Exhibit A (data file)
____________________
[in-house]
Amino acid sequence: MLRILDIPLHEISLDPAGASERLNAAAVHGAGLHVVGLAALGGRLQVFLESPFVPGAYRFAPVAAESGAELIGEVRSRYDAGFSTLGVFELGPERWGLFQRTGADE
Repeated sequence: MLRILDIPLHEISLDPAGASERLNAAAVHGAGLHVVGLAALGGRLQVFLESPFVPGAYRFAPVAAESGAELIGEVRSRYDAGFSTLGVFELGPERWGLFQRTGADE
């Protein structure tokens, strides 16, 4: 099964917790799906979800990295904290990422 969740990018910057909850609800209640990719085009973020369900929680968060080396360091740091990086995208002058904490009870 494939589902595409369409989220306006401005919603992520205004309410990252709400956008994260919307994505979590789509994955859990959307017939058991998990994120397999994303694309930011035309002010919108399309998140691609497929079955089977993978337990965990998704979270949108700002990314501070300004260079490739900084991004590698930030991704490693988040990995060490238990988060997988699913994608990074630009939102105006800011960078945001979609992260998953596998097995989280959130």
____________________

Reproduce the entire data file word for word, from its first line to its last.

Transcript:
[in-house]
Amino acid sequence: MLRILDIPLHEISLDPAGASERLNAAAVHGAGLHVVGLAALGGRLQVFLESPFVPGAYRFAPVAAESGAELIGEVRSRYDAGFSTLGVFELGPERWGLFQRTGADE
Repeated sequence: MLRILDIPLHEISLDPAGASERLNAAAVHGAGLHVVGLAALGGRLQVFLESPFVPGAYRFAPVAAESGAELIGEVRSRYDAGFSTLGVFELGPERWGLFQRTGADE
């Protein structure tokens, strides 16, 4: 099964917790799906979800990295904290990422 969740990018910057909850609800209640990719085009973020369900929680968060080396360091740091990086995208002058904490009870 494939589902595409369409989220306006401005919603992520205004309410990252709400956008994260919307994505979590789509994955859990959307017939058991998990994120397999994303694309930011035309002010919108399309998140691609497929079955089977993978337990965990998704979270949108700002990314501070300004260079490739900084991004590698930030991704490693988040990995060490238990988060997988699913994608990074630009939102105006800011960078945001979609992260998953596998097995989280959130």